America’s obsession with cars is not a faint one. There are nearly 276 million cars in the U.S., scattered among 91.5% of households, according to the U.S. Department of Transportation. If you’re looking for work opportunities that will be around for a long while, consider jobs in the automotive industry.

Most positions, including entry-level jobs, include benefits such as health and dental insurance, a 401(k) program and paid time off. Many companies also offer paid training, help you earn relevant certifications and provide advancement opportunities.


Lube technician

Vehicles require regular basic maintenance, from oil changes to filter replacements. As a lube technician, you’ll check and change engine fluids, adjust tire pressure and lubricate engine parts as needed. You may also conduct emission inspections. Most lube tech listings are for entry-level positions, with on-the-job training.

As you advance in the role, you may also perform vehicle diagnostics, repair steering and braking systems, test components and even oversee other technicians. The technical knowledge you gain also prepares you to earn Automotive Service Excellence certification, which can open up future work opportunities.

Service technician

Wondering why your check engine light is on? Or what that strange knocking sound is? Aside from conducting multi-point inspections, service technicians are the ones who diagnose issues and suggest repairs. You’ll likely need ASE or dealership manufacturer certification to qualify for this automotive job. You should be familiar with all the major manufacturers, as well. If you are good at troubleshooting and explaining issues to customers, you’re the right kind of person for this type of work.


While a service technician does some repair work, they mainly focus on diagnosing electrical indicators — i.e. why the low tire pressure warning is always on. What is it like to be a car mechanic? You do the hands-on work. For example, you would change the oil, adjust a timing belt or replace brake pads. Find work at a private shop or dealership, or perhaps as a fleet manager for a college, large business or school district. As a shop mechanic, you may work on all types of vehicles:

  • Cars, trucks, motorcycles, etc.
  • RVs
  • Boats
  • Buses
  • Large machinery

Collision repair

Body shop technician

Rather than the inner workings of a vehicle, a body shop technician is concerned with the shell and frame. If you’ve ever had your car transformed back into itself following a collision, you appreciate their work. A body shop technician assesses damages and makes repairs as needed, including hammering out dents, disassembling and reassembling panels, straightening body frames and painting. Those skills you learned perfecting your pinewood derby car are about to pay off.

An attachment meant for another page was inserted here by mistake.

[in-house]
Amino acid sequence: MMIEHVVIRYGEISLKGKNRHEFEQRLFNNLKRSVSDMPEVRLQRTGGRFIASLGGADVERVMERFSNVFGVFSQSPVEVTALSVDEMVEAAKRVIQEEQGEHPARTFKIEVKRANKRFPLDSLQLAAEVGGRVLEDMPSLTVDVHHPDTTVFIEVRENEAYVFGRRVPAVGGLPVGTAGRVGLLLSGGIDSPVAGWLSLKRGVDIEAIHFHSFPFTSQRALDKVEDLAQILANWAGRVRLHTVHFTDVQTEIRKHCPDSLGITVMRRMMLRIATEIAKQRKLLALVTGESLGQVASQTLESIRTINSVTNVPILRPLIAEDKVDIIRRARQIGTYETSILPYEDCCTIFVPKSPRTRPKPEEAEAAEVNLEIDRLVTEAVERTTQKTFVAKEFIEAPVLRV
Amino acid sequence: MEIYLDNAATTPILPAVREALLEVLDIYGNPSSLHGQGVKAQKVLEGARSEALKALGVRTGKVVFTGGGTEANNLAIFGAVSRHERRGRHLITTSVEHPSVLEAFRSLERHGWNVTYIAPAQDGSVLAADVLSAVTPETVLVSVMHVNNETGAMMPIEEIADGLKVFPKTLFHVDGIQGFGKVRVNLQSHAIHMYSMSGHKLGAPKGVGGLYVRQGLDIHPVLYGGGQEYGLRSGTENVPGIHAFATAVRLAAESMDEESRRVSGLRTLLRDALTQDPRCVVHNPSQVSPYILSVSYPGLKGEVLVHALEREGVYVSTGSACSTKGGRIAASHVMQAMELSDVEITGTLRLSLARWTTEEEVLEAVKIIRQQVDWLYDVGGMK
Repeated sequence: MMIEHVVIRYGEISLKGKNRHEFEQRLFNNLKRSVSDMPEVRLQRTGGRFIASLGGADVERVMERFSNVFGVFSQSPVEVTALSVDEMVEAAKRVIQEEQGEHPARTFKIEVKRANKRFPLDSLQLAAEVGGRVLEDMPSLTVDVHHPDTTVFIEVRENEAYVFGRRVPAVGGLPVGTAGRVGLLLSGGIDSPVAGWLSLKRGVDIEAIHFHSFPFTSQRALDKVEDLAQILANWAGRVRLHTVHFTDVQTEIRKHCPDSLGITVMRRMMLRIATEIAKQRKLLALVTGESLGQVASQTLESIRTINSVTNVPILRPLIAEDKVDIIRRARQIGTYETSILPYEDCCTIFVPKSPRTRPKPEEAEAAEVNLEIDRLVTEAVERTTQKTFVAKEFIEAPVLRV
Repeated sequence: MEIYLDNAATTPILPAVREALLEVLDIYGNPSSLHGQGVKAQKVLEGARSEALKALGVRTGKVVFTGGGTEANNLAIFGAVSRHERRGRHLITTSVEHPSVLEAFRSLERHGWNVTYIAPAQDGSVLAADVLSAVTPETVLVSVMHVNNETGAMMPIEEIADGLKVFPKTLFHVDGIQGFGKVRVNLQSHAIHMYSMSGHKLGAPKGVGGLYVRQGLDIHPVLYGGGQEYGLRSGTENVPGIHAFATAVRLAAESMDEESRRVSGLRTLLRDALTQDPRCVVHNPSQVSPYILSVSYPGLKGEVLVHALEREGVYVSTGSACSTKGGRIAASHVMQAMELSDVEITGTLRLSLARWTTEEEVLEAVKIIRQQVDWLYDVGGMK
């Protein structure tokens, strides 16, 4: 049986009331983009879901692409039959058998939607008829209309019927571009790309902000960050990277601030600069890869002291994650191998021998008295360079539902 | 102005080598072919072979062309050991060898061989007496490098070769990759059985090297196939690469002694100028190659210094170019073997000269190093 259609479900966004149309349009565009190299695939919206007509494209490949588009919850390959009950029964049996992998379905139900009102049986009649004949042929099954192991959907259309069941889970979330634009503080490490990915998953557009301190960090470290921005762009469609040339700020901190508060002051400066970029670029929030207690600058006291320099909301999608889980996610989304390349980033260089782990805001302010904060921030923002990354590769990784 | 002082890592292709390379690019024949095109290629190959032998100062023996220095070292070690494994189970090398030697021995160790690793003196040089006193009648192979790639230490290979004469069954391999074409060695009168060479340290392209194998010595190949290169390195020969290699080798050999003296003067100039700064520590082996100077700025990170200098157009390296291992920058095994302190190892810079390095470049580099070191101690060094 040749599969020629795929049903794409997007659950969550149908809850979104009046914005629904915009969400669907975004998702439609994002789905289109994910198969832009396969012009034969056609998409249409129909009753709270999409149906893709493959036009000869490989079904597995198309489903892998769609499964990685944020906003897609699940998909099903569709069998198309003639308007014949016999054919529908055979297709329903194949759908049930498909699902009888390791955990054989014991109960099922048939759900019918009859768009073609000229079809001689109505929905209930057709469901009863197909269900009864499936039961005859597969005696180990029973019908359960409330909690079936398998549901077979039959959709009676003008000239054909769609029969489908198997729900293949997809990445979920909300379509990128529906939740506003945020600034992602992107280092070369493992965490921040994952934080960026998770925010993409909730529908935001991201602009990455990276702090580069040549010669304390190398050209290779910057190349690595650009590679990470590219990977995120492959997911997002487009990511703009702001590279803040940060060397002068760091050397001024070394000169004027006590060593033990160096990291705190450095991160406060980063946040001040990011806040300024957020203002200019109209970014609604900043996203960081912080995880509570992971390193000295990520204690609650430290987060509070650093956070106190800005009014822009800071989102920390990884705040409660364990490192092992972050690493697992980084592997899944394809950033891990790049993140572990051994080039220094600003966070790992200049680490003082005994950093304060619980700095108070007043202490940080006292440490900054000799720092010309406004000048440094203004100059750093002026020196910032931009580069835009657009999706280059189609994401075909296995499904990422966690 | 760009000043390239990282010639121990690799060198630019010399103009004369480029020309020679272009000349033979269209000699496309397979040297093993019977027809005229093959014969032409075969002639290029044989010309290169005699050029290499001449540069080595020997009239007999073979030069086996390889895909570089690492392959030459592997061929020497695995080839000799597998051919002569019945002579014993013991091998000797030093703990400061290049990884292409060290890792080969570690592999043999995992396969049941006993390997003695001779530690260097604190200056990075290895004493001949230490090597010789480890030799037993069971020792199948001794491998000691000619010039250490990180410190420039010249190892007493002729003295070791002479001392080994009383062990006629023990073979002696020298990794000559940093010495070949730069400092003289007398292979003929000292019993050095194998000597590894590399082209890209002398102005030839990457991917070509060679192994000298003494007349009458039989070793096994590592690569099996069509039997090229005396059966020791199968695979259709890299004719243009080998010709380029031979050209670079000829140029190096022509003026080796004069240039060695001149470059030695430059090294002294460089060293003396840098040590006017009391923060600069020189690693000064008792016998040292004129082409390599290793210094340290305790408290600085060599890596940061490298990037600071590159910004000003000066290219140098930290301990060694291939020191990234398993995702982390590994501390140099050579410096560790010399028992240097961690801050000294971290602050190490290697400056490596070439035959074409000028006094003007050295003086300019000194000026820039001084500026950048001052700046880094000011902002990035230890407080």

Repair estimator

As a collision repair estimator, you would estimate the costs for any body or mechanical damage. You also might prepare lists of any needed parts to complete the repairs. You may work with both the vehicle owner and an insurance company to schedule repairs and arrange payments. Necessary qualifications could include:

  • I-CAR certification, which verifies you are trained in the latest repair techniques
  • Knowledge of insurance industry requirements
  • Understanding of metals used in vehicles
  • Ability to analyze technical data

Auto glass installer

Not all cosmetic vehicle repairs are large-scale. If a windshield, window or sunroof is damaged — from a barrage of gravel to an errant golf ball — an auto glass installer replaces it. In addition to the actual installation, your responsibilities could include taking measurements, cleaning up broken glass and even negotiating prices with insurers. You may find work with companies that solely replace and repair automotive glass, a collision repair shop or perhaps a car dealership.

In the details


Some automotive jobs don’t require any mechanical expertise. A detailer is responsible for keeping vehicles looking good, whether for a new or previously owned car dealership, a repair shop or a car wash. For a car dealership, you might check that cars are fueled or prep trade-ins for the sales floor. At a detail shop, you might wash, wax and buff vehicles on the outside, then meticulously clean every nook and cranny of the interior.

Parts specialist

If you know a lot about car parts, or you’re just good at being organized, you could do well as a parts specialist. As such, you might be responsible for helping individual customers in a parts store. Or, you could work with automotive shops, finding and delivering needed parts. Computer skills are a plus, as you’ll likely keep track of inventory, quote prices and arrange deliveries.

Apply now

If working with cars is your passion, search KSL Jobs. We have more than 150 listings for automotive jobs, from entry-level to advanced positions. Apply right from the listing — just click or tap on the Apply Now button. Most openings require a high school diploma. On your application, be sure to note any certifications or a relevant associate degree, both of which can help you stand out.